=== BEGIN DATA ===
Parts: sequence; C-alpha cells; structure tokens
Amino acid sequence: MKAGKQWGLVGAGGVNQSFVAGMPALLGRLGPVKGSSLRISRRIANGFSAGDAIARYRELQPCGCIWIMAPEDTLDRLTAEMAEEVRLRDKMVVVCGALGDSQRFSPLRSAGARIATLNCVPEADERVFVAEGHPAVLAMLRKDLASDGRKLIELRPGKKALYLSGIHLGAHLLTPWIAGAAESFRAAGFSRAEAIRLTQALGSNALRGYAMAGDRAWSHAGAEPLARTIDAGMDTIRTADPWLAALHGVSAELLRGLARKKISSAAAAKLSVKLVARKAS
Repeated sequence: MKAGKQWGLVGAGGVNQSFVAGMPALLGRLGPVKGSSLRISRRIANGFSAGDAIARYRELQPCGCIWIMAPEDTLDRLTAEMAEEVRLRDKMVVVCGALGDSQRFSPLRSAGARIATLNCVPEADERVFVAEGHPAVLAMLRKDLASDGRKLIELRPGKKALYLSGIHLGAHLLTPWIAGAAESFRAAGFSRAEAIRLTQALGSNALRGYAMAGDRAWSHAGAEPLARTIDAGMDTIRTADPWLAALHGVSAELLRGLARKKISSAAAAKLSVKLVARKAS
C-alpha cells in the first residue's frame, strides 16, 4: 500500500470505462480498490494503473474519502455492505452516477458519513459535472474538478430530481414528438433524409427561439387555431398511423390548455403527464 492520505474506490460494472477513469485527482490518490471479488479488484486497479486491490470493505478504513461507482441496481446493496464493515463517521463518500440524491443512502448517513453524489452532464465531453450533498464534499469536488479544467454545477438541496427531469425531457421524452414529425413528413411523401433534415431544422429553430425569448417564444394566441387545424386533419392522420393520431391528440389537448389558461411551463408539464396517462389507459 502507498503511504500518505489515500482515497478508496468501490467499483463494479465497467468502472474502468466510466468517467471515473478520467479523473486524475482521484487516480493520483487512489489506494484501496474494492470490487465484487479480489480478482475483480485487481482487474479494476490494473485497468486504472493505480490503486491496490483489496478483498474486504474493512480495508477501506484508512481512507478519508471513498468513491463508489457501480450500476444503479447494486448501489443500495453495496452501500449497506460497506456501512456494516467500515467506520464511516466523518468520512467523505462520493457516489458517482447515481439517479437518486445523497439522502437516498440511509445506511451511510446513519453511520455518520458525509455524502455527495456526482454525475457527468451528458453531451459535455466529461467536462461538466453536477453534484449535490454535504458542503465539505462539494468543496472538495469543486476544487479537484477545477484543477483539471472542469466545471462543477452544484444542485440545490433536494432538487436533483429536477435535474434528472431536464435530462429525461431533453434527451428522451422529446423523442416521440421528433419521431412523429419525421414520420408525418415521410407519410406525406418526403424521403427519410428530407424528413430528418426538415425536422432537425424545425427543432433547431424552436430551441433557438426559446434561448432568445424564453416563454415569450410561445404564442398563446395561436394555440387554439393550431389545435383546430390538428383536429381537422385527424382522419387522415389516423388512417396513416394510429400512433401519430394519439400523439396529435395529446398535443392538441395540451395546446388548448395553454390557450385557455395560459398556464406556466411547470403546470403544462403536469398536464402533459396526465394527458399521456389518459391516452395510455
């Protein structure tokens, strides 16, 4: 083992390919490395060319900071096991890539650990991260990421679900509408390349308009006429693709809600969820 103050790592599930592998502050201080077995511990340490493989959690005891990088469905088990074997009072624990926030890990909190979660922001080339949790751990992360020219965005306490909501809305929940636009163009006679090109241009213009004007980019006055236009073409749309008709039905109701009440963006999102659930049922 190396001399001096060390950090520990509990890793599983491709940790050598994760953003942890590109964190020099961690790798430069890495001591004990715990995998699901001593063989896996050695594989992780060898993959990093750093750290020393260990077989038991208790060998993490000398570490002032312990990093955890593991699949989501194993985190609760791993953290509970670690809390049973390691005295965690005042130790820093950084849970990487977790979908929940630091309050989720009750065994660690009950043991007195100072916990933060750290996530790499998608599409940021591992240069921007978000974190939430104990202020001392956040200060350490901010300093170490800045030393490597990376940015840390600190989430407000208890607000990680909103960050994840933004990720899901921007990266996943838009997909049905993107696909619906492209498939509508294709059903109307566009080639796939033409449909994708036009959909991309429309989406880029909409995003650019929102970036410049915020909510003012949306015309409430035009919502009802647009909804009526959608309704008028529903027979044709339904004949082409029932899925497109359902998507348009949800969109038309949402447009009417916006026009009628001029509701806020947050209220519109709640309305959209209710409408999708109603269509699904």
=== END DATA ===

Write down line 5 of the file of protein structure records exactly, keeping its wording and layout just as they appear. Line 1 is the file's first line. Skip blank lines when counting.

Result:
């Protein structure tokens, strides 16, 4: 083992390919490395060319900071096991890539650990991260990421679900509408390349308009006429693709809600969820 103050790592599930592998502050201080077995511990340490493989959690005891990088469905088990074997009072624990926030890990909190979660922001080339949790751990992360020219965005306490909501809305929940636009163009006679090109241009213009004007980019006055236009073409749309008709039905109701009440963006999102659930049922 190396001399001096060390950090520990509990890793599983491709940790050598994760953003942890590109964190020099961690790798430069890495001591004990715990995998699901001593063989896996050695594989992780060898993959990093750093750290020393260990077989038991208790060998993490000398570490002032312990990093955890593991699949989501194993985190609760791993953290509970670690809390049973390691005295965690005042130790820093950084849970990487977790979908929940630091309050989720009750065994660690009950043991007195100072916990933060750290996530790499998608599409940021591992240069921007978000974190939430104990202020001392956040200060350490901010300093170490800045030393490597990376940015840390600190989430407000208890607000990680909103960050994840933004990720899901921007990266996943838009997909049905993107696909619906492209498939509508294709059903109307566009080639796939033409449909994708036009959909991309429309989406880029909409995003650019929102970036410049915020909510003012949306015309409430035009919502009802647009909804009526959608309704008028529903027979044709339904004949082409029932899925497109359902998507348009949800969109038309949402447009009417916006026009009628001029509701806020947050209220519109709640309305959209209710409408999708109603269509699904």